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Newbie pulse question

Discussion in 'Electronic Basics' started by jack, Jul 25, 2003.

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  1. jack

    jack Guest

    I have a 60 Mhz tech digital oscope and was trying to find out what
    is the shortest pulse that would be faithfully reproduced on this
    scope. Would a pulse with a rise time of 1 ns and decay of 8 to 10 ns
    be faithfully reproduced?. As a second question,if my scope can't do
    this does anyone know of a circuit that could scale every thing up so
    I could view a pulse like this on this scope and (by knowing the scale
    factor of the circuit) be able to deduce the real timing information
    of the pulse? Thanks for any help. jack
  2. John Larkin

    John Larkin Guest

    Your scope's risetime will be about 6 ns, so that pulse will be pretty
    severely rounded off. There's no easy way to scale a waveform in time.

  3. A E

    A E Guest

    Risetime and pulse width are two different things, but for sure if your scope is
    too slow for the rise time, you'll never see a narrow pulse.

    It depends on how your scope rolls off after 60MHz but in general, the rule
    relating frequency and rise time is:

    F ~= 0.35 * (1/Tr).

    Tr is the rise time of the scope, F is the bandwidth. For example, a 1GHz scope
    has a rise time of 350ps. In general, to get accurate measurements, you want
    your instrument to be 10 times faster than the signal you are viewing. So the
    1GHz scope can directly accurately view 3.5ns rise times.
    The fun starts when trying to define rise time. The standard is 10-90% of the
    amplitude, but sometimes you'll see it defined as 0-50%. Stick to 10-90%.
    A 60MHz scope will have a rise time of around 0.35/F ~= 6ns. This is a bit too
    slow to glean any useful info if you know your rise time is in the 1ns range.
    You can still make width measurements if the pulse is a lot wider than 6ns
    though. But the constant error that the scope introduces will increase in
    proportion as the pulse narrows.
    If you had a 1GHz scope, you'd be closer to the required bandwidth (1GHz = 350ps
    rise time)
    There is an equation relating the rise time of the scope to the rise time of the
    Real rise = sqr( (measured**2) - (equipment**2) )
    In other words, the real rise time is the square root of the differences of the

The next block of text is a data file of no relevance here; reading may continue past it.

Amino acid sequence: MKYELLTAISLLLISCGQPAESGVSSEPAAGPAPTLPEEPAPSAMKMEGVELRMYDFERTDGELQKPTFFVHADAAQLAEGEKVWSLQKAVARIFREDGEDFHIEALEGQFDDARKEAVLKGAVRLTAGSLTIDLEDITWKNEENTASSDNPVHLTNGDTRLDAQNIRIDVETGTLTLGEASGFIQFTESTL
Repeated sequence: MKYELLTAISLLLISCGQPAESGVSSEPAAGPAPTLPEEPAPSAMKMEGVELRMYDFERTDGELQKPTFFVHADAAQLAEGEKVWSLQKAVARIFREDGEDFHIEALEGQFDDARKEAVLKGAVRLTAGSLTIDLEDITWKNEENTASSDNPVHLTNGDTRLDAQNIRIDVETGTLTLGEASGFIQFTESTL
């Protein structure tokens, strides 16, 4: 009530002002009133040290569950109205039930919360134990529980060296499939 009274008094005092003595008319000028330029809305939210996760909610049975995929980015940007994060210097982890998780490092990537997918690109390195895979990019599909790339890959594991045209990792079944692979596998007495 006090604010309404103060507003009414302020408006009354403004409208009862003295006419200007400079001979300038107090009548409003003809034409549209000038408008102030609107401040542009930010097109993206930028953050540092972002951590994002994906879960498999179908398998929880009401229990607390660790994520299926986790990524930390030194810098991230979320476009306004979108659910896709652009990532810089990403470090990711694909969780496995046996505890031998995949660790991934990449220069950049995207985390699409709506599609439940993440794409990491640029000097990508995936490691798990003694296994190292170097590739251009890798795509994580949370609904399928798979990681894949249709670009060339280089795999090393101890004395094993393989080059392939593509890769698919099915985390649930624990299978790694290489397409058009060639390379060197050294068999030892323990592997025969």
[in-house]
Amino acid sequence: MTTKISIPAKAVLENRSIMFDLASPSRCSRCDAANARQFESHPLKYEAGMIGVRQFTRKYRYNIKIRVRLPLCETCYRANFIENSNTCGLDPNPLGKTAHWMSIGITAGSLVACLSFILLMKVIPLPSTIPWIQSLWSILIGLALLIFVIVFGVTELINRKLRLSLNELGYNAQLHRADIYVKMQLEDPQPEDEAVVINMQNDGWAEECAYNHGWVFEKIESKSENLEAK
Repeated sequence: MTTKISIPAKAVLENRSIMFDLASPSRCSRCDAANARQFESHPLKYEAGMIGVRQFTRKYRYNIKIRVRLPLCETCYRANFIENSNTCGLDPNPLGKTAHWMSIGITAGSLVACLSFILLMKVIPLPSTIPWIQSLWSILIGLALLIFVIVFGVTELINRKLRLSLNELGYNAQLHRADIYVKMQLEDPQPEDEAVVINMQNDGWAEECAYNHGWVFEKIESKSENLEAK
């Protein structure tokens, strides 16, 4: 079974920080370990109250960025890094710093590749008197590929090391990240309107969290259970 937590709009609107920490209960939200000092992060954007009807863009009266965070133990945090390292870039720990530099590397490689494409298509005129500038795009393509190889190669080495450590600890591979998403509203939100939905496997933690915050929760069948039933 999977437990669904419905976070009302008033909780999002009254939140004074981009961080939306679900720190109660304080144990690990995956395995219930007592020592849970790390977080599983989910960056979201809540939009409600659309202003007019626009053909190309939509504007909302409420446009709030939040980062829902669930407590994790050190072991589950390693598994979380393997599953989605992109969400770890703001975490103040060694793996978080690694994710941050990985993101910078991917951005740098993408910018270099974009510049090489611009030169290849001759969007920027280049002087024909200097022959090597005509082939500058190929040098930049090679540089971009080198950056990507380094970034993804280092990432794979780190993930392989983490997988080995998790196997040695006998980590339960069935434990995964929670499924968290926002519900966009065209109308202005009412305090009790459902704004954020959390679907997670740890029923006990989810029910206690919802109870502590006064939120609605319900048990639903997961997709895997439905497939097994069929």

squares of your equipment and the measured time.
    *But*, in order for this to work, you have to be able to measure something, so
    you need your scope to be about a third of the rise time of your expected rise
    time, to get an error of about 10% with that formula.
    So, you need a minimum of 1GHz bandpass to measure 1ns rise times.
    Your 60MHz bandwidth scope's rise time is 18 times too slow.
    Sorry... :)
  4. jack

    jack Guest

    Thanks for explaining this. It's as I feared,and I'll guess I'll have
    to explore the possibility of a scaling circuit ,if some such animal
    exits. Much appreciated to all. jk
  5. A E

    A E Guest

    Why yes it does, it is called equivalent-time sampling, and it has a very interesting
    history to it as well.
    It only works if the signal is repetitive though.
    Basically you trigger on the same point of the signal, and on every trigger cycle you
    sample a tiny point a little bit further along every time.
    You can get a feeling for this by reading some papers like this:

    Or to get a look at a sampler manual from the 60s: (warning 24M) Especially section 3.

    Some nice guy went ahead and scanned and OCRd this thick manual... Look at the
    schematics, aren't they clear? Wow. :)

    The 1S1 uses a bunch of exotic diodes that you can't get these days, but just look at
    the concept. Stuff like this is why I love the 1960s!

    Thing is, you can't just build one of these on a weekend on a piece of Radio Shack
    breadboard. Even though the output of such a sampler is in the KHz range, the
    front-end is working at GHz frequencies, and you end up being in the position of
    needing a sampling scope to check if your sampler has the correct waveforms on it,
    and you need to know how to build RF circuitry. Also, without some kind of active
    probe, sampling scopes have low input impedance (50ohms). And of course, you need
    some parts somewhere that have the speed to work at those frequencies. No 2N2222s

    If this is for work, suggest to the higher ups that you really need a better scope.
    I'm sure renting one for the required time is a good idea.
    If this is for hobby use, you can hit eBay and scrounge for sampling heads. All the
    RF work is done for you, but you still need to design some very high speed circuitry
    for driving the head. They are fragile though. And you don't have a trigger circuit.
    And you still need to design a fair bit of other stuff around it. :)
  6. jack

    jack Guest

    Alas,I think I'm cooked then as my signal is a non repetitive
    pulse,actually Poisson distribution I hope, the output from a PMT with
    coherent light on the cathode. Again,thanks. jk PS the idea of scope
    rental for a day might do it though!
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